How Is Home Care Paid For?

Home health care is paid for by a variety of different sources. The major sources of funding are:


Medicare is a national health insurance program designed primarily for people 65 years of age and older, some disabled people less than 65 years of age and people with end-stage renal disease. Medicare is provided by the Federal government. To get Medicare home health care, you must meet the following four (4) conditions:

  1. A doctor must decide that you need medical care in your home and make a plan for your care at home; and
  2. You must need at least one of the following services: intermittent (not full time) skilled nursing care, or physical therapy or speech pathology services or continue to need occupational therapy; and
  3. You must be homebound. This means that you are not normally able to leave your home and if you do it is a major event. When you do leave your home, it must be infrequent, for a short period of time, or to get medical care; and
  4. The home health agency caring for you is approved by the Medicare program. Agencies who are approved are sometimes referred to as: “Medicare certified agencies” – like Visiting Nurse Associations (VNAs).

If you meet all four (4) of the conditions, Medicare will cover:

  • Skilled nursing on a part-time basis. This care can only be delivered safely by a registered or licensed practical nurse.
  • Home health aide services on a part time basis. These services include help with personal care such as bathing, using the toilet, or dressing. Medicare does not cover home health aide services unless you are also getting skilled care such as nursing or other therapy.
  • Physical therapy, speech language pathology services and occupational therapy if the doctor says you need it.
  • Hospice care
  • Medical social services to help with social and emotional concerns related to your illness
  • Certain medical supplies, like wound dressings but no prescription drugs.

Medicare does not pay for:

  • 24-hour per day care in the home.
  • Prescription drugs.
  • Meals delivered to your home.
  • Homemaker services like cleaning, laundry and shopping.

If you would like more information about Medicare, call 1-800-MEDICARE.


Medicaid is a program funded jointly by the Federal government and the state. It provides health care services to low-income persons. To qualify for Medicaid, you must have a low income, little savings and have no other substantial assets, as defined by your state.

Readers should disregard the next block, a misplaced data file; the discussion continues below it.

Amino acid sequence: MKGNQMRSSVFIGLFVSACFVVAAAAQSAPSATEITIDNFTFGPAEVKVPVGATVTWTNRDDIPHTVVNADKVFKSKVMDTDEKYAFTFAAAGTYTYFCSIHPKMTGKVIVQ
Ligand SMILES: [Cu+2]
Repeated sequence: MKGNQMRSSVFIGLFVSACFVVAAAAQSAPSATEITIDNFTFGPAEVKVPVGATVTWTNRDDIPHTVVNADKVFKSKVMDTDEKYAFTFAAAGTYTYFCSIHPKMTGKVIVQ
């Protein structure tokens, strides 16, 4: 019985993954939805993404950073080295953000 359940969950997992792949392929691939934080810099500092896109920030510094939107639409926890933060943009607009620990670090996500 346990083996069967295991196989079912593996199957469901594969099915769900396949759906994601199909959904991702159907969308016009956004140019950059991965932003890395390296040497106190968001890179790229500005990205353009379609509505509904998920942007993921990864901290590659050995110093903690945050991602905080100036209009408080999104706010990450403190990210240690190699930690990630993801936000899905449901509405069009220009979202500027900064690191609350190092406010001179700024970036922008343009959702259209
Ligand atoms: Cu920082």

Medicaid coverage varies from state to state. In all states, Medicaid pays for basic home health care:

  • Skilled nursing (part-time);
  • Home health aide services; and
  • Medical supplies and equipment.

Medicaid may pay for homemaker, personal care and other services not paid for by Medicare.

It is up to the state to decide if it wants to provide any therapy or social services. In 38 states, hospice care is Medicaid-covered.

To find out more information on what Medicaid covers for home health care in your state, call your State medical assistance office.

Private Insurance

Typically, insurance plans cover some home health care services for acute needs. As with Medicare, most insurance plans require that a doctor determine that the care is needed and has developed a plan for care in the home. There are four (4) major types of plans that pay for home health care:

  • Indemnity plans
  • Health Maintenance Organizations (HMOs)
  • Blue Cross and Blue Shield
  • Medicare Managed Care Organizations (MCO): Medicare MCOs must offer all the same services as Medicare.

Home health care services paid for by private insurance generally require the patient to pay a portion of the services (co-pay and/or deductible).

Hospice care and long term care coverage vary from plan to plan. Check with your insurance company to see what services are covered, what you may be responsible to pay and any other plan requirements.

Payment by Individual (Out of Pocket)

There may be times when home health care is not covered by Medicare, Medicaid or private insurance such as:

  • The benefits have been exhausted;
  • The insurance will no longer cover the care;
  • The person may not qualify for federal or state financial assistance;
  • The person no longer meets the Medicare and/or Medicaid conditions to receive care.

Whatever the reason may be, the fact is, many patients and their families prefer to pay for home health care services privately. It allows them more flexibility in the type and amount of services they wish to receive. This avoids any limits on care that a government or insurance plan may fund.

Home health care services can be purchased by the hour or by the visit (for home health aides, a four hour minimum is common). Many home health care agencies have someone who will come to your house to evaluate your needs and help you to create a plan. These planning services are usually offered on an hourly basis and range in cost from $50 to $150 per hour.

Check with your local VNA for the types of services they have available.

To Find A VNA near you, simply enter your zip code in the Find a VNA Search Window in the upper left hand corner.

Copyright 2004 © Visiting Nurse Associations of America